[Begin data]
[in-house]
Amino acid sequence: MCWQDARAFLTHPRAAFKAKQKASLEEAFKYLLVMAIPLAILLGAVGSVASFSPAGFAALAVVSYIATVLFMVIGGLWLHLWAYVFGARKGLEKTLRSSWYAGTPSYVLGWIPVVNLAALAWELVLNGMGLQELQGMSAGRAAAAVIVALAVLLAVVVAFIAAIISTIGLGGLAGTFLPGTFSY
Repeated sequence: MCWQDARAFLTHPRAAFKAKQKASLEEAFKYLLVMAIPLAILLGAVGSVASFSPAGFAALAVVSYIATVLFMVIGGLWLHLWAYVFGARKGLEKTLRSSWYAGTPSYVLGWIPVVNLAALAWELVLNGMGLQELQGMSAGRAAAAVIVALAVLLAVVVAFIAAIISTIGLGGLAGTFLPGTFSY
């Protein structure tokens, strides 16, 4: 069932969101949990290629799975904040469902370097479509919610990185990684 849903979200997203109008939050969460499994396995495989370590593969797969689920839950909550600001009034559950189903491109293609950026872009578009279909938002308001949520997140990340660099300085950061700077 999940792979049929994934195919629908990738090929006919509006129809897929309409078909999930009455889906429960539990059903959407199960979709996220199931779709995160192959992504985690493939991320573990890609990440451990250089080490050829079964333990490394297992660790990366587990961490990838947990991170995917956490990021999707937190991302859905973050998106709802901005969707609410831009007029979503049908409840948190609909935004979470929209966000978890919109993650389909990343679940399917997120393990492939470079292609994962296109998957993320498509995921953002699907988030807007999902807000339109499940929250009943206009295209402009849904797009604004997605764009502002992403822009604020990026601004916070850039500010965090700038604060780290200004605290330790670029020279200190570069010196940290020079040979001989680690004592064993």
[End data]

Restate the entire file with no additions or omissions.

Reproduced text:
[in-house]
Amino acid sequence: MCWQDARAFLTHPRAAFKAKQKASLEEAFKYLLVMAIPLAILLGAVGSVASFSPAGFAALAVVSYIATVLFMVIGGLWLHLWAYVFGARKGLEKTLRSSWYAGTPSYVLGWIPVVNLAALAWELVLNGMGLQELQGMSAGRAAAAVIVALAVLLAVVVAFIAAIISTIGLGGLAGTFLPGTFSY
Repeated sequence: MCWQDARAFLTHPRAAFKAKQKASLEEAFKYLLVMAIPLAILLGAVGSVASFSPAGFAALAVVSYIATVLFMVIGGLWLHLWAYVFGARKGLEKTLRSSWYAGTPSYVLGWIPVVNLAALAWELVLNGMGLQELQGMSAGRAAAAVIVALAVLLAVVVAFIAAIISTIGLGGLAGTFLPGTFSY
């Protein structure tokens, strides 16, 4: 069932969101949990290629799975904040469902370097479509919610990185990684 849903979200997203109008939050969460499994396995495989370590593969797969689920839950909550600001009034559950189903491109293609950026872009578009279909938002308001949520997140990340660099300085950061700077 999940792979049929994934195919629908990738090929006919509006129809897929309409078909999930009455889906429960539990059903959407199960979709996220199931779709995160192959992504985690493939991320573990890609990440451990250089080490050829079964333990490394297992660790990366587990961490990838947990991170995917956490990021999707937190991302859905973050998106709802901005969707609410831009007029979503049908409840948190609909935004979470929209966000978890919109993650389909990343679940399917997120393990492939470079292609994962296109998957993320498509995921953002699907988030807007999902807000339109499940929250009943206009295209402009849904797009604004997605764009502002992403822009604020990026601004916070850039500010965090700038604060780290200004605290330790670029020279200190570069010196940290020079040979001989680690004592064993």